For thousands of years people have been looking into the sky and seeing things they simply did not understand. They labeled them as best they could, calling them flaming swords, fiery chariots, twirling shields, and, eventually, flying saucers. They offered descriptions of these bizarre objects that seem, even today, to defy explanation. These early accounts suggest something that is beyond the commonplace and the mundane, something that is extraordinary, a phenomenon that began appearing before there was a written language to record observations of it.
In today's world, there have been hundreds of thousands, if not millions, of reports of flying saucers, cigar-shaped craft, glowing spheres, and bright nighttime lights. These reports differ from their older counterparts only in number. We are still confused about what the reports represent and what they may mean. We describe them in the best language available and use the best of the electronic, optical, and unaided observations as we can. And even with all our sophisticated monitoring, sensing, and detection equipment, we are sometimes as confused about what we've seen as our ancestors were.
That is not to say that we haven't been able to learn something about the phenomenon. We have collected hundreds of thousands of reports, as well as thousands of photographs, of those strange things in the sky. We have an advantage because we can record precisely what was seen. Photographs have allowed us to show our fellows what was in the sky that confused, frightened, astounded, and astonished us.
We have been able to use motion pictures to show the movement of these strange things. And when all else failed, we used illustrations and drawings that represented clearly what we saw. These methods have provided us with a record that allows research to be conducted.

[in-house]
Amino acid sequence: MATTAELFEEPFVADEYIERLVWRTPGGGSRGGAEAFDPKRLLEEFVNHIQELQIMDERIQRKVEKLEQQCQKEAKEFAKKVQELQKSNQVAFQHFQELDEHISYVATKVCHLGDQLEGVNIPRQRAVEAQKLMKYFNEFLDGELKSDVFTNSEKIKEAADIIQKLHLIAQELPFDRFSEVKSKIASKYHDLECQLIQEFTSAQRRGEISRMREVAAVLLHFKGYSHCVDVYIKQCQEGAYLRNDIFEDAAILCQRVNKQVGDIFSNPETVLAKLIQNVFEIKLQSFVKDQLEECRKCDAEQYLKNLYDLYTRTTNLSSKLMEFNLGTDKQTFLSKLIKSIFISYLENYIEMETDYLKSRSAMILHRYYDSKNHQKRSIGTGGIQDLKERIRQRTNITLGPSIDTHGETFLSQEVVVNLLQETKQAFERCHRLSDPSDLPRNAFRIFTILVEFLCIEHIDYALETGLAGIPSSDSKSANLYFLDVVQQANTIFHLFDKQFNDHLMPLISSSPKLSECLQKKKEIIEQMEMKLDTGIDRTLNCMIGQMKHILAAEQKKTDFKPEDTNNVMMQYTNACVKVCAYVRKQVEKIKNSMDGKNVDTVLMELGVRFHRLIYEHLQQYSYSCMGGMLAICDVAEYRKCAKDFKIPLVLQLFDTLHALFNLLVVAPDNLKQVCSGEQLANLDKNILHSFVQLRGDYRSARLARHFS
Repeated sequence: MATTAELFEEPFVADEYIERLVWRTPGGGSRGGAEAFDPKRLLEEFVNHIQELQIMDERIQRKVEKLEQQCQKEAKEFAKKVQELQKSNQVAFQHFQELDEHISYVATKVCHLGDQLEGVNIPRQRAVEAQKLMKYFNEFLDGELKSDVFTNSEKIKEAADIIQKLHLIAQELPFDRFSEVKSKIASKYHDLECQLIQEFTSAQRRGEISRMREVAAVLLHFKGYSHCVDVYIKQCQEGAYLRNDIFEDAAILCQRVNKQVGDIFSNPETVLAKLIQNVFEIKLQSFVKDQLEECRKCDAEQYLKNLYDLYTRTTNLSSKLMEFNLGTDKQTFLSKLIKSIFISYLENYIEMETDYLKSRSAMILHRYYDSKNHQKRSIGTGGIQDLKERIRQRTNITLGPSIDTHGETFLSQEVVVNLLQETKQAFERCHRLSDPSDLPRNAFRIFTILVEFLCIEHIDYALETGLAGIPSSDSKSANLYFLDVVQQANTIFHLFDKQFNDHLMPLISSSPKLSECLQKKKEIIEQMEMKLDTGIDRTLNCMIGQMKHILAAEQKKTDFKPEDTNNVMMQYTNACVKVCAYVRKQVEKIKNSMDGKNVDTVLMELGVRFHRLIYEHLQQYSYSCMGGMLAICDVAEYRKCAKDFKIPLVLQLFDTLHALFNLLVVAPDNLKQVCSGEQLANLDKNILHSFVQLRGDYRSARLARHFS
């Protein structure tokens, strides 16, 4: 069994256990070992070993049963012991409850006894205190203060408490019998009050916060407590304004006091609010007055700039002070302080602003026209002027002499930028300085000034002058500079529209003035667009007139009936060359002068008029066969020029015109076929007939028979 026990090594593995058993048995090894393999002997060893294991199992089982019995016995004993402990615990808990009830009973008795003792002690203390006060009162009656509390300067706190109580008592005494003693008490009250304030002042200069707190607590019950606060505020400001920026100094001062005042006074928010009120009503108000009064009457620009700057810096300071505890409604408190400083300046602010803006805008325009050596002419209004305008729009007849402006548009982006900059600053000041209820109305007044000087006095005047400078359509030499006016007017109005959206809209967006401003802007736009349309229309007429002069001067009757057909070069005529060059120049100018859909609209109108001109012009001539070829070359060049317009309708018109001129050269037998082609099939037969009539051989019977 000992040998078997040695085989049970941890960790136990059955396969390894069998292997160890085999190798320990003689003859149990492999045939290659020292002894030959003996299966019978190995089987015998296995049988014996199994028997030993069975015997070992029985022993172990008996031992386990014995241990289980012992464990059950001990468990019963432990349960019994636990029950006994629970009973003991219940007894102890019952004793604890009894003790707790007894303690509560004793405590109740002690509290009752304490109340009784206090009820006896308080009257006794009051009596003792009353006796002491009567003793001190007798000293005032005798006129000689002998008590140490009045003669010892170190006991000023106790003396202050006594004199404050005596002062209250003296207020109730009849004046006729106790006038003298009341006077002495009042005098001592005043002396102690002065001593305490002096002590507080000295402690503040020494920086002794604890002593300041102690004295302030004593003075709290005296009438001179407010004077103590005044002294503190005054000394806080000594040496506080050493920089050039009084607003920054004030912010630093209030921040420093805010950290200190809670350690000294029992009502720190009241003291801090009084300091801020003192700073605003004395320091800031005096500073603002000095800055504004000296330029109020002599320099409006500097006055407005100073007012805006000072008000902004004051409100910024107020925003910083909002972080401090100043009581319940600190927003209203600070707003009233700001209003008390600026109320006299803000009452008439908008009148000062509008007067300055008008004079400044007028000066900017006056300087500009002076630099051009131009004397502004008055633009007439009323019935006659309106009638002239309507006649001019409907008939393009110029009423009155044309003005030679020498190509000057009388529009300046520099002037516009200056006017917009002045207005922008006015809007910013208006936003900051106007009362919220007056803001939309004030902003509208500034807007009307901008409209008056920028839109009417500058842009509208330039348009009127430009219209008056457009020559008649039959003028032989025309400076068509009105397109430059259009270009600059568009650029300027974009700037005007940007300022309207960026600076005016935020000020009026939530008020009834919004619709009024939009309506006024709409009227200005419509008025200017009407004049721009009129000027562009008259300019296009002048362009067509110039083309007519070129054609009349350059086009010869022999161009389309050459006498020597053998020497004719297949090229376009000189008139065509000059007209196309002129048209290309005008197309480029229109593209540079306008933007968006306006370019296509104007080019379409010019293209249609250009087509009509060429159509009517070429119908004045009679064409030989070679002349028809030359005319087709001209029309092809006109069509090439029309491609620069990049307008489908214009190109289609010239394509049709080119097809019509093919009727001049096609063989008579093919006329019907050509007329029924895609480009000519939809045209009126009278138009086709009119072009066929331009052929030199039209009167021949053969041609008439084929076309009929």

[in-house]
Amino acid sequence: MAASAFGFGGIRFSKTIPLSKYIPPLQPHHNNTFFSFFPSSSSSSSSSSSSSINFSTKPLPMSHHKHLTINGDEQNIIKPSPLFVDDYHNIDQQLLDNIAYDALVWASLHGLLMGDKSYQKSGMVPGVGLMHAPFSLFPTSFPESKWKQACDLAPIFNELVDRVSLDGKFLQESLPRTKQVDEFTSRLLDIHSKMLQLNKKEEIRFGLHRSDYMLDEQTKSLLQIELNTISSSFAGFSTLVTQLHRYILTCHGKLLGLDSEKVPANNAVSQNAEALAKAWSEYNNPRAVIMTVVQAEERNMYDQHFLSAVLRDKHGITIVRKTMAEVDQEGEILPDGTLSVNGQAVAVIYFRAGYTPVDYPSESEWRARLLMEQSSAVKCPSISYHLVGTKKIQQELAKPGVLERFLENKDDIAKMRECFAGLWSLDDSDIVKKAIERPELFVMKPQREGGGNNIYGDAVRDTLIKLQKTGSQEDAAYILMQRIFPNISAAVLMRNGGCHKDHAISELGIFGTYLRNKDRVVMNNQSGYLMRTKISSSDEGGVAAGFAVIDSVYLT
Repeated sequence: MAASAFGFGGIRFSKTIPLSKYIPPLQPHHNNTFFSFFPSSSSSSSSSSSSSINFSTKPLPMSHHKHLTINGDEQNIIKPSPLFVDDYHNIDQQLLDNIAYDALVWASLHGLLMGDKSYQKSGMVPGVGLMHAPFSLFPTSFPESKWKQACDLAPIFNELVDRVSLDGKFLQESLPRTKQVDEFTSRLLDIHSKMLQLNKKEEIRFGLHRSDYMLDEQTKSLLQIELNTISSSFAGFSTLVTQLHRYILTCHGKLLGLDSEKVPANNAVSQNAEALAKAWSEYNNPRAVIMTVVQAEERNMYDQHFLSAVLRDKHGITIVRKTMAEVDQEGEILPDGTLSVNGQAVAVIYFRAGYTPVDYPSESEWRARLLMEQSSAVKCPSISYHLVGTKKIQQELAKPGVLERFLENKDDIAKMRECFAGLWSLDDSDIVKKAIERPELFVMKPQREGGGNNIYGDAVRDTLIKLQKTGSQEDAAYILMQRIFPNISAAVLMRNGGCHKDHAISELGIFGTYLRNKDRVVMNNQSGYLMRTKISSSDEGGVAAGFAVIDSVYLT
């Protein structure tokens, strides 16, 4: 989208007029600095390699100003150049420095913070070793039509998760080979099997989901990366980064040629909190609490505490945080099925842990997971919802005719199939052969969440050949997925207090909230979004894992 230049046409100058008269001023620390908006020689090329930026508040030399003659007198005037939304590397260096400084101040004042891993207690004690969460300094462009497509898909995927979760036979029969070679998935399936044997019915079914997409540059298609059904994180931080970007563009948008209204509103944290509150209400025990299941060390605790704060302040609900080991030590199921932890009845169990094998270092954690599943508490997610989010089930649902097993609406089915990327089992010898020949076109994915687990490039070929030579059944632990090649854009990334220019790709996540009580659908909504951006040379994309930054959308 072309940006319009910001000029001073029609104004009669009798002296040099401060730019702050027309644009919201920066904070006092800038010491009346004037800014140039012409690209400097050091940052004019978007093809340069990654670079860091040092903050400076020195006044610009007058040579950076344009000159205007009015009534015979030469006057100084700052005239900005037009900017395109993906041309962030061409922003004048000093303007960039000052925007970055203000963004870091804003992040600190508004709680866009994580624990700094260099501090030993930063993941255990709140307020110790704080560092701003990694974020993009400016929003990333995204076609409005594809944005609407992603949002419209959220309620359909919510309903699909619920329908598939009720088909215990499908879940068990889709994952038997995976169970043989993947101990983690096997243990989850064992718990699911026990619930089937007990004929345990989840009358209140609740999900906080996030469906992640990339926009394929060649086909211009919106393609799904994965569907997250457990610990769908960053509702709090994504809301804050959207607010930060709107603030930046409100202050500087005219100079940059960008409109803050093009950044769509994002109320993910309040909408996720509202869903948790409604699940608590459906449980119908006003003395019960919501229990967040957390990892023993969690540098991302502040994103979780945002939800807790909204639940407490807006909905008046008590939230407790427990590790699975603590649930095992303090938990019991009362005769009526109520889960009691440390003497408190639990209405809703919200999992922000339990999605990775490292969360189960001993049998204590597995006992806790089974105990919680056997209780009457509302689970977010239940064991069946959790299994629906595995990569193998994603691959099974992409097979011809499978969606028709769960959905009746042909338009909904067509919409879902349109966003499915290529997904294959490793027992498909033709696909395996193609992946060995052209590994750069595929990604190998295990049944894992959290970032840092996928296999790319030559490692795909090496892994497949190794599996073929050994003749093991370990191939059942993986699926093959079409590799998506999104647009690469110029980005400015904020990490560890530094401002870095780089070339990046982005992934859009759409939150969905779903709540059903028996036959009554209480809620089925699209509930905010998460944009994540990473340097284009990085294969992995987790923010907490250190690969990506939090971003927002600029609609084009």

To compile this work, we used, literally, hundreds of different sources, ranging from the original reports of the witnesses to the books and magazines that have appeared in the last fifty years. We used the records compiled for Project Blue Book, the official U.S. Air Force investigation. We were also able to use the records originally compiled by the now-defunct civilian inquiries, including those by the National Investigations Committee on Aerial Phenomena (NICAP) and the Aerial Phenomena Research Organization (APRO).
It has been suggested, however, that our view of what the alien spacecraft look like, though once heavily influenced by ancient myths and legends, is now influenced by movies and books. Close Encounters of the Third Kind, the spectacular movie that presented an image of alien visitors coming down to Earth, is supposed to have been responsible for our modern view of what alien visitors look like today.
Others have suggested that flying saucers owe their existence to a misuse of the descriptive term by a newspaper reporter. Businessman Kenneth Arnold described the "crescent-shaped" object he had seen as moving with a motion like that of "saucers skipping across the pond." Within days, there were hundreds of sightings of "flying saucers" rather than the crescents seen by Arnold. Without an illustration to accompany the story, people assumed that the flying saucers were disc-shaped.
Of course, as we look at the sighting reports made prior to Arnold's, we note that many did have a disc shape. But we also notice that other shapes seemed to dominate in some eras. The Great Airship stories were not of flying saucers, but of huge, cigar-shaped objects that resembled the airships built on Earth in the years to follow.